“Our element is unending immaturity.”
Andrew Gallix on Witold Gombrowicz’s most famous character, as an embodiment of modernity as immaturity:
Joey Kowalski provides us with a thinly disguised portrait of the author as a young man. In the opening pages, we are even told that he has written an unsuccessful book bearing the very same title as Gombrowicz’s 1933 debut. Although he is clearly the (anti-) hero and first person narrator, one is reluctant to describe Kowalski as the protagonist because he is constantly acted upon. In the most famous passage, this amorphous 30-year-old is visited by an eminent old professor who treats him like a kid before marching him off to school where – curiouser and curiouser – he fits in as naturally as a pupil half his age. Ferdydurke (1937) could be defined as a deformation, rather than a formation, novel.
If Kowalski embodies the notion (later popularised by Sartre) that identity is in the eye of the beholder, his own sense of immaturity reflects Poland’s cultural inferiority complex which itself symbolises the growing infantilism of society. Gombrowicz’s first novel is not only an existentialist masterpiece, it also chronicles the emergence of the “new Hedonism” Lord Henry had called for in Oscar Wilde‘s The Picture of Dorian Gray as well as the shifting human relations Virginia Woolf had observed in the early years of the twentieth century. Outwardly, we strive for completion, perfection and maturity; inwardly, we crave incompletion, imperfection and immaturity. The natural progression from immaturity to maturity (and death) is paralleled by a corresponding covert regression from maturity to immaturity. Mankind is suspended between divinity and puerility, torn between transcendence and pubescence. Through Joey Kowalski – as well as the schoolgirl and the farmhand – Gombrowicz was able to diagnose this tantalising tryst with trivia which charaterises the modern world.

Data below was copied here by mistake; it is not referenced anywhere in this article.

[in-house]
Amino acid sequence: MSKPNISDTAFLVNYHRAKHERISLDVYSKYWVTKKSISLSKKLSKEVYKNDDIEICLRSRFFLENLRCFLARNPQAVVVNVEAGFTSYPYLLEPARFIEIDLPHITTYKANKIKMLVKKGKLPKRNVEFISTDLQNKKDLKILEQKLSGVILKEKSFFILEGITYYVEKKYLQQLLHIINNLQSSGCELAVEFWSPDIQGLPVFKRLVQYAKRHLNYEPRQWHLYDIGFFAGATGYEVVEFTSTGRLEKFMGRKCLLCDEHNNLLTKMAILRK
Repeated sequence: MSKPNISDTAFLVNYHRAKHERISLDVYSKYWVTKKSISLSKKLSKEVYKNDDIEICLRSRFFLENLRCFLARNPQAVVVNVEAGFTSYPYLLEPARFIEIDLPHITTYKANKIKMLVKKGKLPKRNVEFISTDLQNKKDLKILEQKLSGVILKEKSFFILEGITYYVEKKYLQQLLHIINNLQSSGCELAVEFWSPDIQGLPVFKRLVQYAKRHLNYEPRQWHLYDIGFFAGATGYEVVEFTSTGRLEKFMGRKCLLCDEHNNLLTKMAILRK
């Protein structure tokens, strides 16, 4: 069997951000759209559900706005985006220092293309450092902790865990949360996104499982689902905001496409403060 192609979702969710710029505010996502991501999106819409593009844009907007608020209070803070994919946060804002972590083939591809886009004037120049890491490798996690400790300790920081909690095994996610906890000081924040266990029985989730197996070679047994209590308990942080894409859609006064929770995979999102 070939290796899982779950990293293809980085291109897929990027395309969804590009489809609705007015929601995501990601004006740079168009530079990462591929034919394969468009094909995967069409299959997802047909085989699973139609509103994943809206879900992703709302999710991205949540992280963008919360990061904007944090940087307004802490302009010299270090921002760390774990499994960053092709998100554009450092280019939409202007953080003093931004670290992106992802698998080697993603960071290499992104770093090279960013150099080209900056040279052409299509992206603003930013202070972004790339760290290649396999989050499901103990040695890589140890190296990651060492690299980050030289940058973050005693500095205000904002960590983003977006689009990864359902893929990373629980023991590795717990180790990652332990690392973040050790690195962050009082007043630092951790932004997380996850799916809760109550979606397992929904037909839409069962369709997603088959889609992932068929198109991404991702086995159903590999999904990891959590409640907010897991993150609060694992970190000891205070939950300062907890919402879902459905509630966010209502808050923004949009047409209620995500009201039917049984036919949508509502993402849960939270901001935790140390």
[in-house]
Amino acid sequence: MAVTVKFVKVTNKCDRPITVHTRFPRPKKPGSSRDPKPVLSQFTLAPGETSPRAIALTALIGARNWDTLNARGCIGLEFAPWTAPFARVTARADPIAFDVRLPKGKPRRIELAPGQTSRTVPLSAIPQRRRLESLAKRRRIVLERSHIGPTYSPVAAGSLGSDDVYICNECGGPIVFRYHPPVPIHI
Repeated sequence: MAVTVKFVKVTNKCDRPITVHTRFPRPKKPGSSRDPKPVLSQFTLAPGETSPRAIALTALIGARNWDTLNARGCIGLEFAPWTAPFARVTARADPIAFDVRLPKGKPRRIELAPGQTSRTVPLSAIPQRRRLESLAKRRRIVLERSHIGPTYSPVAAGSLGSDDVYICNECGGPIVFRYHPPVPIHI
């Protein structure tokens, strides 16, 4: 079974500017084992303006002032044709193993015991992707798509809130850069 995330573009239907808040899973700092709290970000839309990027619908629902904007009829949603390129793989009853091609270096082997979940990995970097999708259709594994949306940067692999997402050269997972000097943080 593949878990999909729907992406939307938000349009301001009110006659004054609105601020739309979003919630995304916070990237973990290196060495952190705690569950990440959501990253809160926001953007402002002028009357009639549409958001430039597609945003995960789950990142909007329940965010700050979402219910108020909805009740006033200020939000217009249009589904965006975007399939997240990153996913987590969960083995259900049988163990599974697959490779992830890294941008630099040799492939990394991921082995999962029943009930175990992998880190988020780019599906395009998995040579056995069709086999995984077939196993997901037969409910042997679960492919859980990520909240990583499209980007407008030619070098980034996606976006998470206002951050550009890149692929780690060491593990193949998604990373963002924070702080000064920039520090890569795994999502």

Further: Piknik Gombrowiczowski / ‘Stream of Subconsciousness’, Eva Hoffman on Ferdydurke / ‘Witold Gombrowicz, and to Hell with Culture,’ Words Without Borders on why Gombrowicz is probably the most important twentieth-century novelist most Western readers have never heard of / Quarterly Conversation run an extract from Gombrowicz’s Pornografia / The Believer on Cosmos / Michael Pinker on reading Gombrowicz / ‘Art of Self-Defense’, Bookforum on Gombrowicz’s duel with ideas
First posted: Monday, July 26th, 2010.